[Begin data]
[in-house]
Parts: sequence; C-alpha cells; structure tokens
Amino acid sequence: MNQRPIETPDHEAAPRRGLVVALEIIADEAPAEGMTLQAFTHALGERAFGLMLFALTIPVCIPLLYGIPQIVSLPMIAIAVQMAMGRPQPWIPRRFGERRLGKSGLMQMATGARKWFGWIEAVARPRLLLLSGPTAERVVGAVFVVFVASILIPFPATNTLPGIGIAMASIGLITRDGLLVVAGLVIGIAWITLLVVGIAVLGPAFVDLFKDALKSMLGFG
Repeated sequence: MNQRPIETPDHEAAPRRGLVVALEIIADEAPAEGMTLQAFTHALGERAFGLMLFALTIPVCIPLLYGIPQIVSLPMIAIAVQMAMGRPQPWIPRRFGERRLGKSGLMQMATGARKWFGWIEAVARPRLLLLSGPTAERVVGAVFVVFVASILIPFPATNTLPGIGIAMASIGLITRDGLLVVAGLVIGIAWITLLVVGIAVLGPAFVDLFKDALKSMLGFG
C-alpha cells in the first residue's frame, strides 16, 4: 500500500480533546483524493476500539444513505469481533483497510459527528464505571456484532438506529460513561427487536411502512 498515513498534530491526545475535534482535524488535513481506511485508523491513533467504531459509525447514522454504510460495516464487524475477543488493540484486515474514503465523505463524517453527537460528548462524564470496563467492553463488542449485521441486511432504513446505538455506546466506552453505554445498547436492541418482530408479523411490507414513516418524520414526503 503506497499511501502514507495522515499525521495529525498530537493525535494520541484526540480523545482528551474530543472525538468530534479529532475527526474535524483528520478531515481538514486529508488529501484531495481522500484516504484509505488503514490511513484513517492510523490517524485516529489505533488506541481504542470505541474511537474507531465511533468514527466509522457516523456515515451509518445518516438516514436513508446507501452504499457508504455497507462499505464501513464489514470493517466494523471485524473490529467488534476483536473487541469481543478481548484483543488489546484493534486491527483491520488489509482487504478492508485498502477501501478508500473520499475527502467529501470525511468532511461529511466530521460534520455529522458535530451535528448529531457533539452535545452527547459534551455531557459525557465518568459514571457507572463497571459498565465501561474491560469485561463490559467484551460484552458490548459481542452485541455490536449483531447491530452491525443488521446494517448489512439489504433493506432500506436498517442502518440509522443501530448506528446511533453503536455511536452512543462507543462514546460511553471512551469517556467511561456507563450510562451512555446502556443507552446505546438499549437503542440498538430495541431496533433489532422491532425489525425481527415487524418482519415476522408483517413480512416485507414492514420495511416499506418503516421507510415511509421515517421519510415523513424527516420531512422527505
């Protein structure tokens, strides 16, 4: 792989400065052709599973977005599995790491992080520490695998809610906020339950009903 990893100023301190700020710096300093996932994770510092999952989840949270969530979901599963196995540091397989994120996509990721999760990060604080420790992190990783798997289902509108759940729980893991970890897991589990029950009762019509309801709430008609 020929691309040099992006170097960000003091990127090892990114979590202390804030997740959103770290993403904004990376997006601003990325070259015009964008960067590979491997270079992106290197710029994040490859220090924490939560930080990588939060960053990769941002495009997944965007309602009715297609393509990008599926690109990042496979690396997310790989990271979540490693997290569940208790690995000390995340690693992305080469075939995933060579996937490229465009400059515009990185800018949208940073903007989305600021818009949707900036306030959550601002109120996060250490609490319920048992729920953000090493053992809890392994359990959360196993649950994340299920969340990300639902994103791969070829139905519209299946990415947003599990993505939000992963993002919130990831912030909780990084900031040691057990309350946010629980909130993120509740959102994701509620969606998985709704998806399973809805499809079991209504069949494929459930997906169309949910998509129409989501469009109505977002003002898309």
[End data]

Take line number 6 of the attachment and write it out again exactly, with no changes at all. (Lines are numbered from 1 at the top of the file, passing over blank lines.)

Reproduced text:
């Protein structure tokens, strides 16, 4: 792989400065052709599973977005599995790491992080520490695998809610906020339950009903 990893100023301190700020710096300093996932994770510092999952989840949270969530979901599963196995540091397989994120996509990721999760990060604080420790992190990783798997289902509108759940729980893991970890897991589990029950009762019509309801709430008609 020929691309040099992006170097960000003091990127090892990114979590202390804030997740959103770290993403904004990376997006601003990325070259015009964008960067590979491997270079992106290197710029994040490859220090924490939560930080990588939060960053990769941002495009997944965007309602009715297609393509990008599926690109990042496979690396997310790989990271979540490693997290569940208790690995000390995340690693992305080469075939995933060579996937490229465009400059515009990185800018949208940073903007989305600021818009949707900036306030959550601002109120996060250490609490319920048992729920953000090493053992809890392994359990959360196993649950994340299920969340990300639902994103791969070829139905519209299946990415947003599990993505939000992963993002919130990831912030909780990084900031040691057990309350946010629980909130993120509740959102994701509620969606998985709704998806399973809805499809079991209504069949494929459930997906169309949910998509129409989501469009109505977002003002898309």